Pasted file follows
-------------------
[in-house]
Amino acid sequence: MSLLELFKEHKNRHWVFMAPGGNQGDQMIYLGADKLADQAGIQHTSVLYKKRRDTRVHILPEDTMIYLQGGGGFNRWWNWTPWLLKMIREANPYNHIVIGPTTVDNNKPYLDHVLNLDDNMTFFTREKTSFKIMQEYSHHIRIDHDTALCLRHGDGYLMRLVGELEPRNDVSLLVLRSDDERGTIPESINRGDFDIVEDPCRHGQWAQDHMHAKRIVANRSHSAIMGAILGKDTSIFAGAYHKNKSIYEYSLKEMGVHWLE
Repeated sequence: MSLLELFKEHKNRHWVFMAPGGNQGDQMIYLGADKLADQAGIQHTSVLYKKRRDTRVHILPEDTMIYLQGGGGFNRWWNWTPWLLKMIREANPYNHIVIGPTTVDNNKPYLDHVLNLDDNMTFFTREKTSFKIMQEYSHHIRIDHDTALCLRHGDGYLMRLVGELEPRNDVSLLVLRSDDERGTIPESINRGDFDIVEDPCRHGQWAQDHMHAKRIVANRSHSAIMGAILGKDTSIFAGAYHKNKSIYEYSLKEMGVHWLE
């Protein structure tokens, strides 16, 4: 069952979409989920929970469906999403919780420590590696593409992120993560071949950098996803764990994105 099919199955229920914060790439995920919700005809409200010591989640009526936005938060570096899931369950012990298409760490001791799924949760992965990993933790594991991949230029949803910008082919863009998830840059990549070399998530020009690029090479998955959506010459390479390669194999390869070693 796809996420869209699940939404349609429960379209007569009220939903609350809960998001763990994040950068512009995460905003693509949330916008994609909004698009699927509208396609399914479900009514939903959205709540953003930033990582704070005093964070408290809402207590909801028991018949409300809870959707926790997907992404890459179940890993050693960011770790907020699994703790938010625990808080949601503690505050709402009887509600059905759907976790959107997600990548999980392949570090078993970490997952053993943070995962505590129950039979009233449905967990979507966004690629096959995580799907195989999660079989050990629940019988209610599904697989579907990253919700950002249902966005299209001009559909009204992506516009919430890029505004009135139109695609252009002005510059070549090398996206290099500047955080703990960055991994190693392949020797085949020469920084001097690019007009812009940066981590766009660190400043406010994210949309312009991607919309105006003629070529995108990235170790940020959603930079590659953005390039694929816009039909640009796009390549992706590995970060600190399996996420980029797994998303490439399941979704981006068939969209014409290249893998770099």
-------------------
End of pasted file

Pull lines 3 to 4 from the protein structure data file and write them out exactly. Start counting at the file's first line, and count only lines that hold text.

Repeated sequence: MSLLELFKEHKNRHWVFMAPGGNQGDQMIYLGADKLADQAGIQHTSVLYKKRRDTRVHILPEDTMIYLQGGGGFNRWWNWTPWLLKMIREANPYNHIVIGPTTVDNNKPYLDHVLNLDDNMTFFTREKTSFKIMQEYSHHIRIDHDTALCLRHGDGYLMRLVGELEPRNDVSLLVLRSDDERGTIPESINRGDFDIVEDPCRHGQWAQDHMHAKRIVANRSHSAIMGAILGKDTSIFAGAYHKNKSIYEYSLKEMGVHWLE
């Protein structure tokens, strides 16, 4: 069952979409989920929970469906999403919780420590590696593409992120993560071949950098996803764990994105 099919199955229920914060790439995920919700005809409200010591989640009526936005938060570096899931369950012990298409760490001791799924949760992965990993933790594991991949230029949803910008082919863009998830840059990549070399998530020009690029090479998955959506010459390479390669194999390869070693 796809996420869209699940939404349609429960379209007569009220939903609350809960998001763990994040950068512009995460905003693509949330916008994609909004698009699927509208396609399914479900009514939903959205709540953003930033990582704070005093964070408290809402207590909801028991018949409300809870959707926790997907992404890459179940890993050693960011770790907020699994703790938010625990808080949601503690505050709402009887509600059905759907976790959107997600990548999980392949570090078993970490997952053993943070995962505590129950039979009233449905967990979507966004690629096959995580799907195989999660079989050990629940019988209610599904697989579907990253919700950002249902966005299209001009559909009204992506516009919430890029505004009135139109695609252009002005510059070549090398996206290099500047955080703990960055991994190693392949020797085949020469920084001097690019007009812009940066981590766009660190400043406010994210949309312009991607919309105006003629070529995108990235170790940020959603930079590659953005390039694929816009039909640009796009390549992706590995970060600190399996996420980029797994998303490439399941979704981006068939969209014409290249893998770099």